Us Is Fictional, but Here's the Truth About Those Mysterious Tunnels Under America
Jordan Peele's new thriller Us has become the latest viral sensation, gaining some major traction as audiences buzz about the film's twists and turns. Without going into any serious spoiler territory, the concept of underground tunnel networks plays a big part in the movie's plot. It's a great concept for a tense thriller movie, but is any of it actually plausible in real life?
Author Will Hunt, who wrote the new book Underground: A Human History of the Worlds Beneath Our Feet, spoke with The Wrap about the plausibility of the film's tunnel twists. According to his research, there are, in fact, plenty of empty tunnels beneath our feet. But there's not a sinister explanation for them — it's just boring old infrastructure.
"There are way more tunnels underground wherever you are in the United States than you would imagine," he said. "There are just crazy layers of infrastructure, whether they be active or abandoned transportation tunnels, sewer lines, aqueducts or even military or government infrastructure hidden underground. Wherever you go, there's something under your feet that people don't think about."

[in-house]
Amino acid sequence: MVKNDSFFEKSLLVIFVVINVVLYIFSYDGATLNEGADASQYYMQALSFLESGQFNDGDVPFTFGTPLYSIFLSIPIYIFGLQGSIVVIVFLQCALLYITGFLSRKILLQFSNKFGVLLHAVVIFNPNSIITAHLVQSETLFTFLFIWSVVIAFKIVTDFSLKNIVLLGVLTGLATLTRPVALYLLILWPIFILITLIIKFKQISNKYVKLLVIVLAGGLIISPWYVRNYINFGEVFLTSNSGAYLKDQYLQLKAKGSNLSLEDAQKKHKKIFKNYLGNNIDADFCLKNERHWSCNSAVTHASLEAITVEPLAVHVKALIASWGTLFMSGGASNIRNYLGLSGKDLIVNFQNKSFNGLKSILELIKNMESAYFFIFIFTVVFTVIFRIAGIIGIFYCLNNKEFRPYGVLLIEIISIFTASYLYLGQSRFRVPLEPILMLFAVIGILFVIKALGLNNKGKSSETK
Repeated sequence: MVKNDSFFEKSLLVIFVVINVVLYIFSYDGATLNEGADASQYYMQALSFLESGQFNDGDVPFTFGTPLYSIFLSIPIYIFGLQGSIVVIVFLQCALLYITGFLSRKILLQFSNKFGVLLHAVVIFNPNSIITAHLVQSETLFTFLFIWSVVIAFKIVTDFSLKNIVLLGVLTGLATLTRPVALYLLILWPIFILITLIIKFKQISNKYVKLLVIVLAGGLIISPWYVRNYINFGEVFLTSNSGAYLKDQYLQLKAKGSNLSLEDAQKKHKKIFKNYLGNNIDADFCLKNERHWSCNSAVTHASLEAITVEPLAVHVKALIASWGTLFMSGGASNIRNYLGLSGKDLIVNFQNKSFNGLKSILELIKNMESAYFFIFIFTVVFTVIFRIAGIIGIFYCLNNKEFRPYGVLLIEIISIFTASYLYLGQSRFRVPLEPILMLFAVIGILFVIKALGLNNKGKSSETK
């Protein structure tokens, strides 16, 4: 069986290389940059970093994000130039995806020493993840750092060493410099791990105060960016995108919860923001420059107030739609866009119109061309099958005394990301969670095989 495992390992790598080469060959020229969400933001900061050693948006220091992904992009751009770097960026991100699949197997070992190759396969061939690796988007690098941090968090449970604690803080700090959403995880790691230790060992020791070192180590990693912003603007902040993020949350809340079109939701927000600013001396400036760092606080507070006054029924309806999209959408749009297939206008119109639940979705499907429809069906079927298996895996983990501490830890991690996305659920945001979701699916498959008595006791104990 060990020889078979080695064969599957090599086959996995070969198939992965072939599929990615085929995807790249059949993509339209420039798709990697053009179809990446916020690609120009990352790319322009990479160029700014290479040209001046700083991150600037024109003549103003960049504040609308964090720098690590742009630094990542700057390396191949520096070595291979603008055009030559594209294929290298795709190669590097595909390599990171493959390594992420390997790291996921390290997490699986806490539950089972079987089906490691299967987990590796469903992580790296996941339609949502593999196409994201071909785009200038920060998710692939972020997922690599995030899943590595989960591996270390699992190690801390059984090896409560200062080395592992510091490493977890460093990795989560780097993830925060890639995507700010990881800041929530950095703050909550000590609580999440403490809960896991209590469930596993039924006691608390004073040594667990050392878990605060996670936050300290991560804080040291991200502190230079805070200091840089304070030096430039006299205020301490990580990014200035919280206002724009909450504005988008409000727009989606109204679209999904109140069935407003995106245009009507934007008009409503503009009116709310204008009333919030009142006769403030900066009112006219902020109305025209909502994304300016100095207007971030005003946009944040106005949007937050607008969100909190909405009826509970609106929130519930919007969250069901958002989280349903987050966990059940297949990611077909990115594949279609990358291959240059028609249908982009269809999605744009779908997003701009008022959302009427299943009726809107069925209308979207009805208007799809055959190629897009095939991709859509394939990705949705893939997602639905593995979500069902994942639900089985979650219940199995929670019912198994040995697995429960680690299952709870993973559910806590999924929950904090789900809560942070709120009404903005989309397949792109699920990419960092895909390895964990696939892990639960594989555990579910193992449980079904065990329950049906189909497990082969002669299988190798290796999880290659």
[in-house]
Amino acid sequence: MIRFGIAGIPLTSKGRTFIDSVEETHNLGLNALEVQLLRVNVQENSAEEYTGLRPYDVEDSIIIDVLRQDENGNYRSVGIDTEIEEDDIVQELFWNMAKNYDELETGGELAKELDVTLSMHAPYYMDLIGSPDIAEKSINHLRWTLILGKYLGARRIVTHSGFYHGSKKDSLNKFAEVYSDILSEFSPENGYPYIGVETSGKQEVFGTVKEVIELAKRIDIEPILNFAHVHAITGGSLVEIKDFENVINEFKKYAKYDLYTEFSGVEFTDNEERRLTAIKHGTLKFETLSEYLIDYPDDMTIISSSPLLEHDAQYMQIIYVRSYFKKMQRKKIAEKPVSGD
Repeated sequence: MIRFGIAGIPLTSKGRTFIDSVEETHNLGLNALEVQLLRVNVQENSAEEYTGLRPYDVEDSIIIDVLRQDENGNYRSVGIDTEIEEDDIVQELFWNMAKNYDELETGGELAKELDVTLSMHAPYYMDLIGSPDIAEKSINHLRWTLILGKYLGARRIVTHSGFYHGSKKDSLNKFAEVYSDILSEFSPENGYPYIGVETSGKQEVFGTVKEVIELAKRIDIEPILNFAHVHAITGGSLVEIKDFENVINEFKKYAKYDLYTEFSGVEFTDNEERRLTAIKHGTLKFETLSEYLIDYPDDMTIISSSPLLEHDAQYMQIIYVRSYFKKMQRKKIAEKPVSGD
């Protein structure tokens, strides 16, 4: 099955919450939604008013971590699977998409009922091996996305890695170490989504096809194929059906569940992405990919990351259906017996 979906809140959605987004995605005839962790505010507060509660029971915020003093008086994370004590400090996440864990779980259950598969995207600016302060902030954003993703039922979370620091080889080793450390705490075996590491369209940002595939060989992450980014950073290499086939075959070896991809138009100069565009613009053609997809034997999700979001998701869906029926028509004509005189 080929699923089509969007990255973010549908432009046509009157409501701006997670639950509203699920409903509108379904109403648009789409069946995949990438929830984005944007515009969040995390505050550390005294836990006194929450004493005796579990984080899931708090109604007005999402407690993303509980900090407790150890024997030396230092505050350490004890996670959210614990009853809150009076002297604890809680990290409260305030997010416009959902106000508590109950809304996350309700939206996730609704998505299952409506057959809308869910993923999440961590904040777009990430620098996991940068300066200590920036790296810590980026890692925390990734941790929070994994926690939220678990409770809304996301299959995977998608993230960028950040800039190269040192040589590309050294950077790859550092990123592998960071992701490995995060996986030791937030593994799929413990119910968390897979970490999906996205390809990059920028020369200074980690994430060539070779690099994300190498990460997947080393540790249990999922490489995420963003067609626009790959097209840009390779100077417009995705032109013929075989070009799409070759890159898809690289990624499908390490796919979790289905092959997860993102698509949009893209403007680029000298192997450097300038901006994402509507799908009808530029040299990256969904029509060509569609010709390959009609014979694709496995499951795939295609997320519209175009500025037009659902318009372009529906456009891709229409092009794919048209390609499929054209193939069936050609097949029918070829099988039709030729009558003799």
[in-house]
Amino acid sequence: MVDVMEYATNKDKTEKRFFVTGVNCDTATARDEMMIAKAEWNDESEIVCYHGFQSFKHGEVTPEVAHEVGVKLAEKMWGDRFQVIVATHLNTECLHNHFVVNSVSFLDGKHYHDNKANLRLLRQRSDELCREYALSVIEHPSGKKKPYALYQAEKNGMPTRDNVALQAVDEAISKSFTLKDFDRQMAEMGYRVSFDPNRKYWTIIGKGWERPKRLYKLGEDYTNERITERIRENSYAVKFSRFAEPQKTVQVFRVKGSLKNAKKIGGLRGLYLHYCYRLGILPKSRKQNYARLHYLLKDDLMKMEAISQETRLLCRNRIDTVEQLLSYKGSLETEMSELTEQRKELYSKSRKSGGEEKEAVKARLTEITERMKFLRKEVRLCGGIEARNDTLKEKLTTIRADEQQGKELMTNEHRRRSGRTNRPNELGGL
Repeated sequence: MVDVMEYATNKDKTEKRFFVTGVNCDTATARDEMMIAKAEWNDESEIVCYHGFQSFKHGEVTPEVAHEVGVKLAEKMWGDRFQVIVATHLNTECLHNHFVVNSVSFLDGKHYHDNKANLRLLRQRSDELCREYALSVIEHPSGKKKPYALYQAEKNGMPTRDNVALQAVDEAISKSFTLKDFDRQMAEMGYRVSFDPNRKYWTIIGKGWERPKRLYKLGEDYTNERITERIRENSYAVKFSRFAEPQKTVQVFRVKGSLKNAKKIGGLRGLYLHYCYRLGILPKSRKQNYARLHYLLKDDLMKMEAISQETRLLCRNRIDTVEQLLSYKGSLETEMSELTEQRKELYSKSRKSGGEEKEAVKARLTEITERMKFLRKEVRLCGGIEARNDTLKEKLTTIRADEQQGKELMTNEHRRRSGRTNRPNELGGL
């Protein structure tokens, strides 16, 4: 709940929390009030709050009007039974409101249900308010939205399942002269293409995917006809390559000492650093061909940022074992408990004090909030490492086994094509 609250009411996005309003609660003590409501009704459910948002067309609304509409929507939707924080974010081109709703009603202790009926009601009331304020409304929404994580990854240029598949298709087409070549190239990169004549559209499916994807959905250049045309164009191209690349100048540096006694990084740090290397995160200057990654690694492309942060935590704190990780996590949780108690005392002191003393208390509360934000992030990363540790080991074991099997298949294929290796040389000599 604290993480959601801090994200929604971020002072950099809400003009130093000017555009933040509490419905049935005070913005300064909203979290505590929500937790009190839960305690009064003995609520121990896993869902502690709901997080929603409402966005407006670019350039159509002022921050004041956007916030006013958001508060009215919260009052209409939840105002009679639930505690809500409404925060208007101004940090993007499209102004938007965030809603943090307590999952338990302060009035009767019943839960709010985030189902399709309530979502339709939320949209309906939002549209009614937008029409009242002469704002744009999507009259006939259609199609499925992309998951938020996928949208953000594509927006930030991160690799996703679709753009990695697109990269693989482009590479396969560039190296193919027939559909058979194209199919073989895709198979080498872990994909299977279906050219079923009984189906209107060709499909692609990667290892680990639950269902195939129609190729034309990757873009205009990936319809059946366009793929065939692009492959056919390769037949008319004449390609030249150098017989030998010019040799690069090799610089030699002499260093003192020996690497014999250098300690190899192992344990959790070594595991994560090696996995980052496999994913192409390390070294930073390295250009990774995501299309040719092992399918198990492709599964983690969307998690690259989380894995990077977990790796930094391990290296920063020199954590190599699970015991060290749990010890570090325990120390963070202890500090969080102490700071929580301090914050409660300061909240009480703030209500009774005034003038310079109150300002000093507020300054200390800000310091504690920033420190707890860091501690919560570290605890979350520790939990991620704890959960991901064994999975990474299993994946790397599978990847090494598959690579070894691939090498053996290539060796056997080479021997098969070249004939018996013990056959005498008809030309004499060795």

The real tunnels that snake under the country are often the kind that no one would ever want to set foot in — think abandoned mining tunnels or active and decommissioned sewer lines. Underneath most major cities, a fair bit of infrastructure is stored underfoot. It's nothing particularly exciting, just the sort of things most of us never think about.
However, Hunt does explain that there is a rich history of underground communities, often marginalized or struggling people in major metropolitan areas who have nowhere else to go.
"In the deeper strata of New York City, you find mole people, you find people who have made homes for themselves in deep hidden nooks and alcoves under the city," he told The Wrap. "They're these marginalized, forgotten people who are living completely out of sight in essentially a separate reality . . . Basically, any city of any size that has, like, a stratified society where there are people who are struggling, you're going to find these communities who have gathered in hidden places. And they say something about the society on the surface. They're a reflection of our darknesses, the injustices of our society on the surface."
For the most part, googling "tunnels underneath the United States" will pretty much just turn up a ton of conspiracy theories, while the reality is often much more mundane. But, as Us proves, the idea of a secret world beneath our feet is a concept that's irresistible to storytellers and audiences.